Economic Inequality

Economic inequality (also known as the gap between rich and poor, income inequality, wealth disparity, or wealth and income differences) comprises disparities in the distribution of economic assets (wealth) and income within or between populations or individuals. The term typically refers to inequality among individuals and groups within a society, but can also refer to inequality among countries. The issue of economic inequality is related to the ideas of equity, equality of outcome, and equality of opportunity.

Observers differ on both the morality and utility of inequality, whether, and/or how much inequality is necessary in society and how it can be affected. It has been praised as necessary and beneficial, and attacked as a growing social problem. Early studies suggesting that greater equality inhibits growth have been shown to be flawed because they did not account for the many years it can take equality changes to manifest in growth changes, and greater equality has been conclusively shown to cause growth.

Economic inequality varies between societies and historical periods; between economic structures or systems (for example, capitalism or socialism), ongoing or past wars, and differences in individuals' abilities to create wealth are all involved in the creation of economic inequality. Economic inequality can refer to cross sectional descriptions of the income or wealth at any particular period, and to the lifetime income and wealth over longer periods of time. There are various numerical indices for measuring economic inequality. A prominent one is the Gini coefficient, but there are also many other methods.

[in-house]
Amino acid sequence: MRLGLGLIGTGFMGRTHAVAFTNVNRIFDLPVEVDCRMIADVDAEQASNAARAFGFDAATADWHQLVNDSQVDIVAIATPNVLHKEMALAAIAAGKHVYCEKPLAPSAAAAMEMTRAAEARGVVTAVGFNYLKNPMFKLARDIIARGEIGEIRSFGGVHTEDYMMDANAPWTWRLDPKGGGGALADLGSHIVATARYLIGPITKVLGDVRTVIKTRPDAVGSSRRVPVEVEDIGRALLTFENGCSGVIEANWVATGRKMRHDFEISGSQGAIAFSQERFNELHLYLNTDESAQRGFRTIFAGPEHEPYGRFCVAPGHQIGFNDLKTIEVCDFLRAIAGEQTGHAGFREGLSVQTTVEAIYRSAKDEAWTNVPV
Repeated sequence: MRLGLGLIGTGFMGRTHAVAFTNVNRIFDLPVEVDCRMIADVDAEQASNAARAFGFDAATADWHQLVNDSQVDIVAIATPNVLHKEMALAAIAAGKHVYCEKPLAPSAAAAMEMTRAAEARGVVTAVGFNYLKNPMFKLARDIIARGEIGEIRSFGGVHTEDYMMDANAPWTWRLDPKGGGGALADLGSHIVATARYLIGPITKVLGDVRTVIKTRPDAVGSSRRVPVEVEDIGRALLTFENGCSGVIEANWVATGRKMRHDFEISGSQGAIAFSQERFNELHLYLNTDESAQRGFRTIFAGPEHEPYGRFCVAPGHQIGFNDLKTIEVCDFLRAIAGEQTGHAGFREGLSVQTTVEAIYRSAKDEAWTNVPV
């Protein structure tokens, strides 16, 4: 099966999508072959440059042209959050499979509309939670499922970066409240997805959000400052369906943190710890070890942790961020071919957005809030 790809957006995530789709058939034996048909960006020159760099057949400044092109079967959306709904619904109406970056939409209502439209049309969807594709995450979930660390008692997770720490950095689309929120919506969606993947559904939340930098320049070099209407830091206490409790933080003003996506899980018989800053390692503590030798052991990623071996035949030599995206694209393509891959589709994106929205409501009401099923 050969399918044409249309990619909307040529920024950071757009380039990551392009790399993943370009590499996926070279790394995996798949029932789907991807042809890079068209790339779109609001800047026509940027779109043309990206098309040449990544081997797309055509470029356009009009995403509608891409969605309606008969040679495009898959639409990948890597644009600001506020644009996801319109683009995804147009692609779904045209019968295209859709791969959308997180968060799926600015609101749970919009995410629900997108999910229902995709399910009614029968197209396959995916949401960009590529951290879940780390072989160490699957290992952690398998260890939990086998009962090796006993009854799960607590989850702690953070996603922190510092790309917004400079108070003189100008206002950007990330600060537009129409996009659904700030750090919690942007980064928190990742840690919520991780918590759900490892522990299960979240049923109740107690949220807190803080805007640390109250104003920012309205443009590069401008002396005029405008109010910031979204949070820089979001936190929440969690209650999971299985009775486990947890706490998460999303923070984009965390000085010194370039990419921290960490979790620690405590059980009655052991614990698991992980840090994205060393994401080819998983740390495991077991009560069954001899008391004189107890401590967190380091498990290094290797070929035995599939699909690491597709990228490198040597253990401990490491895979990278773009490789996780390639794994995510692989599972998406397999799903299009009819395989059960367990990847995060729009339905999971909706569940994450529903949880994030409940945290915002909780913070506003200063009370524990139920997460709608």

Read more about Economic Inequality:  Magnitude of Inequality in The Modern World, Causes of Inequality, Mitigating Factors, Effects of Inequality

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